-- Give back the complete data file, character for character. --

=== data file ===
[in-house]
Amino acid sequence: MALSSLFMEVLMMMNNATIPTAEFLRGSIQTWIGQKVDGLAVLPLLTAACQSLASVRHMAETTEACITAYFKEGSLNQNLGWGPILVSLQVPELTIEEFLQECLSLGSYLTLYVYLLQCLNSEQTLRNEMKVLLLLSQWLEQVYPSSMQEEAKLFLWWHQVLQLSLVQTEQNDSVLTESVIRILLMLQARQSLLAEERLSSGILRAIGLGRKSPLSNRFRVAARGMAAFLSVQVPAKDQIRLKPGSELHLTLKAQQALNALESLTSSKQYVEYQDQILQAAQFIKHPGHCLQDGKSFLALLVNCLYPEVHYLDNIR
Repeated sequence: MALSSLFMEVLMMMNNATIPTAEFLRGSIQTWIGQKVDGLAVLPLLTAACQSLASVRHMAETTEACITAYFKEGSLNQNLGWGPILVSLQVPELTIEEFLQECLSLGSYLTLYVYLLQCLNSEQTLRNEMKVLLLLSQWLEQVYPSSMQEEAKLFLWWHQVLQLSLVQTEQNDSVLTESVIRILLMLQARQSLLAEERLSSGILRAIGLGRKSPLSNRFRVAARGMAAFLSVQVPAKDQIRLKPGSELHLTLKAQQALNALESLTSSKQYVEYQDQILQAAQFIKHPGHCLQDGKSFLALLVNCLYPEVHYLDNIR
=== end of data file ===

[in-house]
Amino acid sequence: MALSSLFMEVLMMMNNATIPTAEFLRGSIQTWIGQKVDGLAVLPLLTAACQSLASVRHMAETTEACITAYFKEGSLNQNLGWGPILVSLQVPELTIEEFLQECLSLGSYLTLYVYLLQCLNSEQTLRNEMKVLLLLSQWLEQVYPSSMQEEAKLFLWWHQVLQLSLVQTEQNDSVLTESVIRILLMLQARQSLLAEERLSSGILRAIGLGRKSPLSNRFRVAARGMAAFLSVQVPAKDQIRLKPGSELHLTLKAQQALNALESLTSSKQYVEYQDQILQAAQFIKHPGHCLQDGKSFLALLVNCLYPEVHYLDNIR
Repeated sequence: MALSSLFMEVLMMMNNATIPTAEFLRGSIQTWIGQKVDGLAVLPLLTAACQSLASVRHMAETTEACITAYFKEGSLNQNLGWGPILVSLQVPELTIEEFLQECLSLGSYLTLYVYLLQCLNSEQTLRNEMKVLLLLSQWLEQVYPSSMQEEAKLFLWWHQVLQLSLVQTEQNDSVLTESVIRILLMLQARQSLLAEERLSSGILRAIGLGRKSPLSNRFRVAARGMAAFLSVQVPAKDQIRLKPGSELHLTLKAQQALNALESLTSSKQYVEYQDQILQAAQFIKHPGHCLQDGKSFLALLVNCLYPEVHYLDNIR